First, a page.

Friday, July 19, 2024

Hackers Hijack Anycubic 3D Printers to Display Warning Messages

Anycubic 3D printer owners have been caught off guard by a series of unauthorized messages warning them of a critical security flaw.

The incident has raised concerns about the safety of internet-connected devices and the potential for exploitation.

You can analyze a malware file, network, module, and registry activity with the ANY.RUN malware sandbox and the Threat Intelligence Lookup that will let you interact with the OS directly from the browser.

Reddit Reports of Hacked Anycubic 3D Printers

Users on Reddit began reporting unusual activity on their Anycubic 3D printers, with many finding a text file named “hacked_machine_readme” unexpectedly appearing on their devices. 

This file contained a message alerting them to a “critical vulnerability” and advising immediate action to prevent potential exploitation.

Techcrunch has recently released an article to show that Anycubic customers are reporting that their 3D printers have been hacked and now display a message warning of an alleged security flaw in the company’s systems.

Content of the Hacked_machine_readme File

The message within the text file was clear and alarming: “Your machine has a critical vulnerability, posing a significant threat to your security.

Immediate action is strongly advised to prevent potential exploitation”. It also suggested that users disconnect their printers from the internet to avoid being hacked.

The vulnerability mentioned pertains to Anycubic’s MQTT service, a messaging protocol used for device communication.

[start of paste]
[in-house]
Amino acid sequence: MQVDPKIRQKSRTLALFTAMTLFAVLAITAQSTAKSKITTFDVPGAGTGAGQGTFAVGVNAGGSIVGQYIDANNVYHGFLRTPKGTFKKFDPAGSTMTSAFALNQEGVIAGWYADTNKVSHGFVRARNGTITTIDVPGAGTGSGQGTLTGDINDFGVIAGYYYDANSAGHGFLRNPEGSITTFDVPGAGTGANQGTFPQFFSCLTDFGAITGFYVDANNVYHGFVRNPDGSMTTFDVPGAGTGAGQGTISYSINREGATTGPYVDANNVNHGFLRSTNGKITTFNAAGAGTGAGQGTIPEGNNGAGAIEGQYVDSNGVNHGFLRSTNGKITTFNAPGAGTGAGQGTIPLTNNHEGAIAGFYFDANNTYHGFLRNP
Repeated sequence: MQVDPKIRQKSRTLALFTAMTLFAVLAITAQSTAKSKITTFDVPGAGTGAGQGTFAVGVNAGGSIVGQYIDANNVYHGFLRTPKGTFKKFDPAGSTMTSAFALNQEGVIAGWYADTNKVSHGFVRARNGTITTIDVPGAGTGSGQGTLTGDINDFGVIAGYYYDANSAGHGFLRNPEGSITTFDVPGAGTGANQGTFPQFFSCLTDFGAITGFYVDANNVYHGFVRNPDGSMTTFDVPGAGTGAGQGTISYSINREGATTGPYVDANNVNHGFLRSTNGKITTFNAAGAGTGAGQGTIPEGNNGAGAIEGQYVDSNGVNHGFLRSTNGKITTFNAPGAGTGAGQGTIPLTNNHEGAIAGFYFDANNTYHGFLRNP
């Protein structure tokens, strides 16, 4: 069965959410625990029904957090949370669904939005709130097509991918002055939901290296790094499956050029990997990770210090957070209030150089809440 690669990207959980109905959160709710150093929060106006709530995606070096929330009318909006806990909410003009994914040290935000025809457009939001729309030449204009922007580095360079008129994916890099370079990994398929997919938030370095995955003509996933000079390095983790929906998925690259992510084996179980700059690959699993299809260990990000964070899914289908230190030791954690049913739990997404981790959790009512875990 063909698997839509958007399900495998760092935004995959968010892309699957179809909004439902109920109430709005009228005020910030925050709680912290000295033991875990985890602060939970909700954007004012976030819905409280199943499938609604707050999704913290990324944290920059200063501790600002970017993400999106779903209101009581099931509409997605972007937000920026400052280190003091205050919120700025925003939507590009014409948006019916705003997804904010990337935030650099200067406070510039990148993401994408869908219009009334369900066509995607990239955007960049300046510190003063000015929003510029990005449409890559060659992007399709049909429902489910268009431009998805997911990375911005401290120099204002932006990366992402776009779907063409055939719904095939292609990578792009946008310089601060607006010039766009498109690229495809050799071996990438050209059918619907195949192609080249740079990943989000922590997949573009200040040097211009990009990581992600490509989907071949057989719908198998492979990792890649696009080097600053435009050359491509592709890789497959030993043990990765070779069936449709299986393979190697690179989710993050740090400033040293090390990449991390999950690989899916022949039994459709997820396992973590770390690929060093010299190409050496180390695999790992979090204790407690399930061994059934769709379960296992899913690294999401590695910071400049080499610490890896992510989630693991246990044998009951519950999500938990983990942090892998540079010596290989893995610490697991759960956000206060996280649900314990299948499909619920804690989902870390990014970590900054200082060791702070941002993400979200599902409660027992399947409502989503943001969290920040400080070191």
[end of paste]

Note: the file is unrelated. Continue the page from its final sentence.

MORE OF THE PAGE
The text file claimed this service could be exploited to “connect and control” customer 3D printers remotely.

In light of these events, the text file urged users to disconnect their printers from the internet until Anycubic addresses the issue.

The broader community echoed this advice as users shared their experiences and recommendations on various forums.

Company Response

At the time of the reports, Anycubic’s app was down, and users attempting to log in were met with a “network unavailable” error message. 

Anycubic’s representative, James Ouyang, acknowledged the situation, stating, “We are investigating very carefully. There will be an official announcement very soon,” but did not provide further details.

The individual behind the text file claimed the message had been sent to 2.9 million Anycubic 3D printers3. 

This figure is significant, considering Anycubic’s reported cumulative sales of 3 million printers, as mentioned by James Ouyang in a previous interview.

Implications for Anycubic and Its Users

This hacking incident not only exposes potential security risks for Anycubic’s products but also puts the company’s reputation on the line.

Users are now waiting for a comprehensive response from Anycubic and a resolution to the vulnerability that has put their devices at risk.

Hacking Anycubic 3D printers is a stark reminder of the vulnerabilities inherent in internet-connected devices.

You can block malware, including Trojans, ransomware, spyware, rootkits, worms, and zero-day exploits, with Perimeter81 malware protection. All are incredibly harmful, can wreak havoc, and damage your network.

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Divya is a Senior Journalist at GBhackers covering Cyber Attacks, Threats, Breaches, Vulnerabilities and other happenings in the cyber world.

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